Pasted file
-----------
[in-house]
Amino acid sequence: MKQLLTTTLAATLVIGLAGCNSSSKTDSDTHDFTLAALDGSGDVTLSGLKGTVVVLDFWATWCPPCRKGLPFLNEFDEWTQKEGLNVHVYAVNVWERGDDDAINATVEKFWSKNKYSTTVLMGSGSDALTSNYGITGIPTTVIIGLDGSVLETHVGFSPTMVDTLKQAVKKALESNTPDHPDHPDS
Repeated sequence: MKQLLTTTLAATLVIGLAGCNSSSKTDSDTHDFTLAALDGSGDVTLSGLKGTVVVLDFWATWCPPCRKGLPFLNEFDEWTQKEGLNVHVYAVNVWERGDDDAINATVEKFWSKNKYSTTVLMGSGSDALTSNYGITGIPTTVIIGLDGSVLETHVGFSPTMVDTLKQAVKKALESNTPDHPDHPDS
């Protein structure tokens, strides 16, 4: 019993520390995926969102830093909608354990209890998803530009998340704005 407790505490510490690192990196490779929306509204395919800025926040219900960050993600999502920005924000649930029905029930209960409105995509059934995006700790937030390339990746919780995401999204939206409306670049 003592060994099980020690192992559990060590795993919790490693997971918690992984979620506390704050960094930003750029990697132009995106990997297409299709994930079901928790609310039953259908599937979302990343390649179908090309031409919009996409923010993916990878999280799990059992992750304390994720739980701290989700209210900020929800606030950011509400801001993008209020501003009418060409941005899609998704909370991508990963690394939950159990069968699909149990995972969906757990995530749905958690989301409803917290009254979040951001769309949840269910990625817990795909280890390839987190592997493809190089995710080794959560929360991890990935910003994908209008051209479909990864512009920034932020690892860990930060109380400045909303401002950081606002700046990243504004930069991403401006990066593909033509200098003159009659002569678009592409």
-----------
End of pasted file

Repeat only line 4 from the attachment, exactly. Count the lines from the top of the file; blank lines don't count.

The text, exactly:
């Protein structure tokens, strides 16, 4: 019993520390995926969102830093909608354990209890998803530009998340704005 407790505490510490690192990196490779929306509204395919800025926040219900960050993600999502920005924000649930029905029930209960409105995509059934995006700790937030390339990746919780995401999204939206409306670049 003592060994099980020690192992559990060590795993919790490693997971918690992984979620506390704050960094930003750029990697132009995106990997297409299709994930079901928790609310039953259908599937979302990343390649179908090309031409919009996409923010993916990878999280799990059992992750304390994720739980701290989700209210900020929800606030950011509400801001993008209020501003009418060409941005899609998704909370991508990963690394939950159990069968699909149990995972969906757990995530749905958690989301409803917290009254979040951001769309949840269910990625817990795909280890390839987190592997493809190089995710080794959560929360991890990935910003994908209008051209479909990864512009920034932020690892860990930060109380400045909303401002950081606002700046990243504004930069991403401006990066593909033509200098003159009659002569678009592409």